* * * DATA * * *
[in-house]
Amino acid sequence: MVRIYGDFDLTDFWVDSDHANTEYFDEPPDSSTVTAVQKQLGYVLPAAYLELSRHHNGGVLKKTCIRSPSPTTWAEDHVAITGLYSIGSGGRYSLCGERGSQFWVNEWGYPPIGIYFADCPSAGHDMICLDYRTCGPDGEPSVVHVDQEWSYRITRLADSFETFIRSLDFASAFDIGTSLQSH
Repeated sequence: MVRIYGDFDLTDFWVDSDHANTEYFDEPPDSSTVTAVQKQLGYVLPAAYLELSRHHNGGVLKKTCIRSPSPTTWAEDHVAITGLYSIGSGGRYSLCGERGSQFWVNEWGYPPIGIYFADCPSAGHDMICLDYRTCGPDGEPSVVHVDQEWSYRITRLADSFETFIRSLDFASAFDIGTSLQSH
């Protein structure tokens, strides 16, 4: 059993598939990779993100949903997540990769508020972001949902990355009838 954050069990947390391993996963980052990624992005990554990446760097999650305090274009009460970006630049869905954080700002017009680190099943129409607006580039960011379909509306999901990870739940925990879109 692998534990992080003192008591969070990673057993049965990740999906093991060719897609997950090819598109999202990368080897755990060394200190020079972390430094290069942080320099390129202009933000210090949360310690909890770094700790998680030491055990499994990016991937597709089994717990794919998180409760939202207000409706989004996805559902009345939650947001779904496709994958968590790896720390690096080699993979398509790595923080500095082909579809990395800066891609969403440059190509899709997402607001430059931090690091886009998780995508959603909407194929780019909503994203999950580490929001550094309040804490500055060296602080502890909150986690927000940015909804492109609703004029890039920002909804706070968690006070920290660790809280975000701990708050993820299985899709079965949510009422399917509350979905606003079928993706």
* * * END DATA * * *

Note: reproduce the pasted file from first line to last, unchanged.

[in-house]
Amino acid sequence: MVRIYGDFDLTDFWVDSDHANTEYFDEPPDSSTVTAVQKQLGYVLPAAYLELSRHHNGGVLKKTCIRSPSPTTWAEDHVAITGLYSIGSGGRYSLCGERGSQFWVNEWGYPPIGIYFADCPSAGHDMICLDYRTCGPDGEPSVVHVDQEWSYRITRLADSFETFIRSLDFASAFDIGTSLQSH
Repeated sequence: MVRIYGDFDLTDFWVDSDHANTEYFDEPPDSSTVTAVQKQLGYVLPAAYLELSRHHNGGVLKKTCIRSPSPTTWAEDHVAITGLYSIGSGGRYSLCGERGSQFWVNEWGYPPIGIYFADCPSAGHDMICLDYRTCGPDGEPSVVHVDQEWSYRITRLADSFETFIRSLDFASAFDIGTSLQSH
């Protein structure tokens, strides 16, 4: 059993598939990779993100949903997540990769508020972001949902990355009838 954050069990947390391993996963980052990624992005990554990446760097999650305090274009009460970006630049869905954080700002017009680190099943129409607006580039960011379909509306999901990870739940925990879109 692998534990992080003192008591969070990673057993049965990740999906093991060719897609997950090819598109999202990368080897755990060394200190020079972390430094290069942080320099390129202009933000210090949360310690909890770094700790998680030491055990499994990016991937597709089994717990794919998180409760939202207000409706989004996805559902009345939650947001779904496709994958968590790896720390690096080699993979398509790595923080500095082909579809990395800066891609969403440059190509899709997402607001430059931090690091886009998780995508959603909407194929780019909503994203999950580490929001550094309040804490500055060296602080502890909150986690927000940015909804492109609703004029890039920002909804706070968690006070920290660790809280975000701990708050993820299985899709079965949510009422399917509350979905606003079928993706």